It took a bit longer, because I could not train every day.

    I am so happy, I will definately use this method for my next dog…and I’ll try to convince my Agility club to purchase a couple of 2 pole bases.

    Thank you Susan !!!

    Reply

  18. Kristie says:
    Monday, August 8, 2011 at 9:28am

    my 4yo staffy x kelpie is weaving 12 poles like a supastar, and we only ever used food. i really want to build her toy drive, so i bought a tug-it. it arrived in the mail today, and we had a quick session with it (2 chicken necks inside) and she loved it! we had a quick tug, and put it away. tonight we had our second session out on the grass, and she was tugging away and the bottom ripped out of it :( not as durable as i had hoped! lol on the bright side, we had a couple of great tug sessions! :) lol

    Reply

  19. Corne says:
    Monday, October 21, 2013 at 10:18pm

    I used the tug it on my two dogs for the first time tonight. My not-so-likely-to-tug dog, tugged 4 times within the first 5 minutes of our session. I put some chicken hot dog frank pieces in it.
    My i-really-need-you-to-tug dog, made a half attempt and licked more on the tug it than anything else. She will tug but on her own terms and when it suits her with her tug toy. I need to change this so she will tug and that i can teach *both* of them to weave.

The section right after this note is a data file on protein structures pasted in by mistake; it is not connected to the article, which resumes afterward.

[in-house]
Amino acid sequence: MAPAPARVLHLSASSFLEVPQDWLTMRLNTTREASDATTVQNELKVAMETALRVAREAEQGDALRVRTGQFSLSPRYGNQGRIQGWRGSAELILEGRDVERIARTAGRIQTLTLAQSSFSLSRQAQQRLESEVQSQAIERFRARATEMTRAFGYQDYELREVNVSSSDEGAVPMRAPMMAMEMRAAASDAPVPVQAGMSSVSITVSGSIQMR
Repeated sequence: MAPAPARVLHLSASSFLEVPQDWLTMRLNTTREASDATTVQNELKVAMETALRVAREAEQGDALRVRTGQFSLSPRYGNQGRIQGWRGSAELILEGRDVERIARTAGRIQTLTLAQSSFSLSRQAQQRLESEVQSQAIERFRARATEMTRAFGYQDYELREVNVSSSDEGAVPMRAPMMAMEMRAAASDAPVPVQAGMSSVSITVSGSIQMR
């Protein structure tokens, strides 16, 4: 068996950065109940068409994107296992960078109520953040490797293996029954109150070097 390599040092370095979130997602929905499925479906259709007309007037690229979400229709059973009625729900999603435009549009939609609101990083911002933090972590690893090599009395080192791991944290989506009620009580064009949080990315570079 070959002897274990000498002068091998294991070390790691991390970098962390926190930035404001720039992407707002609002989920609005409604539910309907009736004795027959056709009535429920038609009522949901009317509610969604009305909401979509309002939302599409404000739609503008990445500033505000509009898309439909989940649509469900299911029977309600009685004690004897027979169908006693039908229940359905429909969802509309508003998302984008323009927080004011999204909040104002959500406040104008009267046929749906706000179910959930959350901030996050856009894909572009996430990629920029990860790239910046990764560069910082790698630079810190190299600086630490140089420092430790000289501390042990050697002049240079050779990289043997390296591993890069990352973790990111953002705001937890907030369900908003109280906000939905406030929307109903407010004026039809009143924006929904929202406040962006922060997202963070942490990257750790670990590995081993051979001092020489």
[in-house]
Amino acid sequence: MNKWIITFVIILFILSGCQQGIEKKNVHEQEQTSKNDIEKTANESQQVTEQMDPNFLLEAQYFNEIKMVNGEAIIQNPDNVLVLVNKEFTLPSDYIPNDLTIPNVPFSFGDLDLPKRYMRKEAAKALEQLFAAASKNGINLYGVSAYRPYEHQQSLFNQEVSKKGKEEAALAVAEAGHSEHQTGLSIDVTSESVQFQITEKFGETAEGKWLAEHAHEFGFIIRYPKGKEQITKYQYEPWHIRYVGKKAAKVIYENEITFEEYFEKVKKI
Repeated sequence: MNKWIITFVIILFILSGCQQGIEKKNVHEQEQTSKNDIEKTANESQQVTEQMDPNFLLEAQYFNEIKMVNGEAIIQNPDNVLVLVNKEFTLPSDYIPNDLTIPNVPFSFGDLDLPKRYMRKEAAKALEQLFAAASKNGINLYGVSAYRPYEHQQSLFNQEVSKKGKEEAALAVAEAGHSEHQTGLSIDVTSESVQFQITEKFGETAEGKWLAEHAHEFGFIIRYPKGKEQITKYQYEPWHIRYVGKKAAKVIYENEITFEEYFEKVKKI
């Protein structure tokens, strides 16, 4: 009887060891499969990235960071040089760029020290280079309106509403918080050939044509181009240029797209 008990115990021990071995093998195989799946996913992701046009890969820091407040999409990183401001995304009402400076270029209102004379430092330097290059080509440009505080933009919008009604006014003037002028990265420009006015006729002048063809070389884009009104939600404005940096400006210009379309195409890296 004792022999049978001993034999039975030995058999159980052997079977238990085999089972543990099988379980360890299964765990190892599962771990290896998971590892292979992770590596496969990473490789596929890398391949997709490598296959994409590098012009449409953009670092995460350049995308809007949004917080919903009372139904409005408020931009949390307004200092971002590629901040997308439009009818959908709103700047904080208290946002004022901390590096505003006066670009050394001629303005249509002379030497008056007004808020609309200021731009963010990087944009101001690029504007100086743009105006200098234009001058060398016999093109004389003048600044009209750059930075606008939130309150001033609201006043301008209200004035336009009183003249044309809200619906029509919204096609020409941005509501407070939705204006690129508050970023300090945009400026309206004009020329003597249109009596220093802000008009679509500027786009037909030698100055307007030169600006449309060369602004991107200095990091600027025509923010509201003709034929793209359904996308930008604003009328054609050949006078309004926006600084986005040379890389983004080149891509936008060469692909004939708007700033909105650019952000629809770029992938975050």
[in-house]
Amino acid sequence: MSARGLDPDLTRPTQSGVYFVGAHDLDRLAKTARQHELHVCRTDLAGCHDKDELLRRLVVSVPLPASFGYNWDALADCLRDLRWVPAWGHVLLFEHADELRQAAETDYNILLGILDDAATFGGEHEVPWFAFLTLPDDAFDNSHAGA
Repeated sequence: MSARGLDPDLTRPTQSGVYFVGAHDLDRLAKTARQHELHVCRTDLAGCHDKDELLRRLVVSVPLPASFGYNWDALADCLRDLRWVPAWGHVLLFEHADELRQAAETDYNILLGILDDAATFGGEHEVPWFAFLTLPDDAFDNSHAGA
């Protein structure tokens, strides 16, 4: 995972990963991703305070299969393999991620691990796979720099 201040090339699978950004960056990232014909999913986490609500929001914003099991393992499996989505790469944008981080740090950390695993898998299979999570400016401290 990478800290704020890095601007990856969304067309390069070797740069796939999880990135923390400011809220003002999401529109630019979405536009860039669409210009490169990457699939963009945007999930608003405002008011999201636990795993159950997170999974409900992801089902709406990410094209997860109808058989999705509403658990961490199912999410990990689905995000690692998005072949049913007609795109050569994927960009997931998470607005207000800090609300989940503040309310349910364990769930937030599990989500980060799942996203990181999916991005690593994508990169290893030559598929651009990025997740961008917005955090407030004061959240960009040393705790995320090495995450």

So, do i keep going with the chicken frank pieces ? Do i change the food to something else – but what ? What will work well with the tug it toy ?
    My dogs don’t get human food at all. They get a little pure can pumpkin mixed with water with their dog food meals for digestive health.

    Reply

  20. sayyesdogs says:
    Monday, January 26, 2009 at 6:16pm

    Tracy that is just an awesome story and one EVERYONE needs to hear! I hate that dogs continue to struggle with traditional methods of weave pole training when this one makes so darn much sense!

    Reply

Post a Comment

Your email is never published or shared. Required fields are marked *

slide one
slide two
03
04
05
06
07
08
09